The ruling capped a judicial marathon targeting Servier Laboratories and involving more than 6,500 plaintiffs. The Paris tribunal took nearly three hours to read out its verdict totaling 1,988 pages.
The huge trial was spread over 10 months in 2019 and 2020, and nearly 400 lawyers worked on the case. Exceptionally, the Paris tribunal was also connected by video link Monday to a courthouse in Montpellier, southern France, so dozens of plaintiffs there could also see the delivery of the verdict.
The case centered on the diabetes drug Mediator. Servier was accused of putting profits ahead of patients’ welfare by allowing the drug to be widely and irresponsibly prescribed as a diet pill — with deadly consequences. Servier argued that it didn’t know about the drug’s dangers.
The court found Servier guilty of manslaughter, involuntary wounding and aggravated deception. The judges’ ruling said the firm hid the drug’s hunger-suppressant side effects from medical regulators. The court acquitted Servier of fraud.
Also found guilty and fined for manslaughter and unintentional injury was the French medicines agency, now reformed and renamed. It was accused of failing to take adequate measures to protect patients and of being too close to Servier. Lawyers for the agency said it acknowledged some responsibility but also was misled by Servier.
Judges handed Servier a fine of 2.7 million euros (nearly $3.2 million) and ordered it to pay hundreds of millions more in damages to be shared out among plaintiffs. Damages for aggravated deception alone totaled nearly 159 million euros. And other hefty payments were awarded for the manslaughter and wounding charges.
The court also handed a suspended four-year prison sentence and fines to the only surviving Servier executive accused of involvement, Dr. Jean-Philippe Seta.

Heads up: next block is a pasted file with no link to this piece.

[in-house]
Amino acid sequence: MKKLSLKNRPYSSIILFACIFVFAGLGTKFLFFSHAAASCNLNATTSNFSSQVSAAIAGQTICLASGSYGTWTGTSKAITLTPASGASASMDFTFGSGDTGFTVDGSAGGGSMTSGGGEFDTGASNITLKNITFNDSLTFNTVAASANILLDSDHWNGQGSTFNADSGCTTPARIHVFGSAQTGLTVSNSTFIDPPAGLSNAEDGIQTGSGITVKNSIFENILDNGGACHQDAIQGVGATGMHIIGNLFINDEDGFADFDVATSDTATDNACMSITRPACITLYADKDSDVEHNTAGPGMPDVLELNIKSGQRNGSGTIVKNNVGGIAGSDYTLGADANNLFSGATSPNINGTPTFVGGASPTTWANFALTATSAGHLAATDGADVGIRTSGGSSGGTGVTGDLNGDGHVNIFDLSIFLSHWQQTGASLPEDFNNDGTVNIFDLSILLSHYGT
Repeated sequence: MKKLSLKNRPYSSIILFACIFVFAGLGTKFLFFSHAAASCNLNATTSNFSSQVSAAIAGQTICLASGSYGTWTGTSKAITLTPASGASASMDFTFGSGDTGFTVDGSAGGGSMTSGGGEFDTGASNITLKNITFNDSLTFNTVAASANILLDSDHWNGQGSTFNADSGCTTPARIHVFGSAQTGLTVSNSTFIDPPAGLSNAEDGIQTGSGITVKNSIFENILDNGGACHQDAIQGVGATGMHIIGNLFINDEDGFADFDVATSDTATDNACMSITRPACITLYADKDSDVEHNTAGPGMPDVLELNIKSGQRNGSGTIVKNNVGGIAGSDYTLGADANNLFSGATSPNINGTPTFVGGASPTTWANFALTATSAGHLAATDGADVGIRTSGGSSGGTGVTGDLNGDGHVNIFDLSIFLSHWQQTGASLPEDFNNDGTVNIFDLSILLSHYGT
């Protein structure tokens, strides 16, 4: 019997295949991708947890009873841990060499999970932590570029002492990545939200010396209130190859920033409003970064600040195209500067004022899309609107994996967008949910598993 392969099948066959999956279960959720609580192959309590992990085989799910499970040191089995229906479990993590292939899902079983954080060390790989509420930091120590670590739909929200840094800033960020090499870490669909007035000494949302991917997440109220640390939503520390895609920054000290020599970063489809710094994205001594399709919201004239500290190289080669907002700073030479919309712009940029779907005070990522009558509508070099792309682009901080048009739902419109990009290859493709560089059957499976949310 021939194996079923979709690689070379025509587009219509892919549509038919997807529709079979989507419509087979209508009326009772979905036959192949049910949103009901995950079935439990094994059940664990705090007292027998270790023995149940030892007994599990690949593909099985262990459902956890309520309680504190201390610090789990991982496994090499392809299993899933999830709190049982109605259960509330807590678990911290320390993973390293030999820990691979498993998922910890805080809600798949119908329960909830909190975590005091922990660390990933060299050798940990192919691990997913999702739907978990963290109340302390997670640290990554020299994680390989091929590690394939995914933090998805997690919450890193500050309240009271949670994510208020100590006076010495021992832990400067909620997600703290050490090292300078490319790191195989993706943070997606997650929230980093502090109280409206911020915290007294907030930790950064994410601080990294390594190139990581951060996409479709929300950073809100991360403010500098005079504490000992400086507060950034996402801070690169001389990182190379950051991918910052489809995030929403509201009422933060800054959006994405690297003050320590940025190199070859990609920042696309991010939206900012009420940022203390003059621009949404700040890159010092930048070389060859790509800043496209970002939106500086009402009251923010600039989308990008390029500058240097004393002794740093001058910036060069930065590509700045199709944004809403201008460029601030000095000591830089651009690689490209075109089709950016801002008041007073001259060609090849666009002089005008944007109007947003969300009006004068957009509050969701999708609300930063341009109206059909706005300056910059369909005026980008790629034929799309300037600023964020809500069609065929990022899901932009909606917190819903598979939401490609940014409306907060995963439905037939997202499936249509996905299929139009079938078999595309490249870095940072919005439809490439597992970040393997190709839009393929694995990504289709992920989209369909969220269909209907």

Irene Frachon, a whistleblowing doctor who was among the first to raise the alarm about the drug's effects, welcomed the guilty verdicts.
“The court clearly said there was deception and that Mediator was a hunger suppressant, an amphetamine, whose properties and, above all, toxicity were very deliberately hidden from consumers,” Frachon told French broadcaster BFM-TV. “This, very clearly, is white-collar crime.”
The pulmonologist in the western city of Brest investigated Mediator’s effects after treating a patient in 2007 who later died. Frachon was a witness in the trial.
One doctor flagged concerns as far back as 1998, and testified that he was bullied into retracting them. Facing questions about the drug’s side effects from medical authorities in Switzerland, Spain and Italy, Servier withdrew it from those markets between 1997 and 2004. The company suspended sales in its main market in France in 2009. Mediator wasn’t sold in the U.S.
Lawyers for Servier argued that the company wasn’t aware of the risks associated with Mediator before 2009, and said the company never claimed it was a diet pill. They had argued for acquittal.
The company’s CEO and founder, Jacques Servier, was indicted early in the legal process but died in 2014.
Nicolas Vaux-Montagny reported from Lyon. John Leicester contributed from Le Pecq.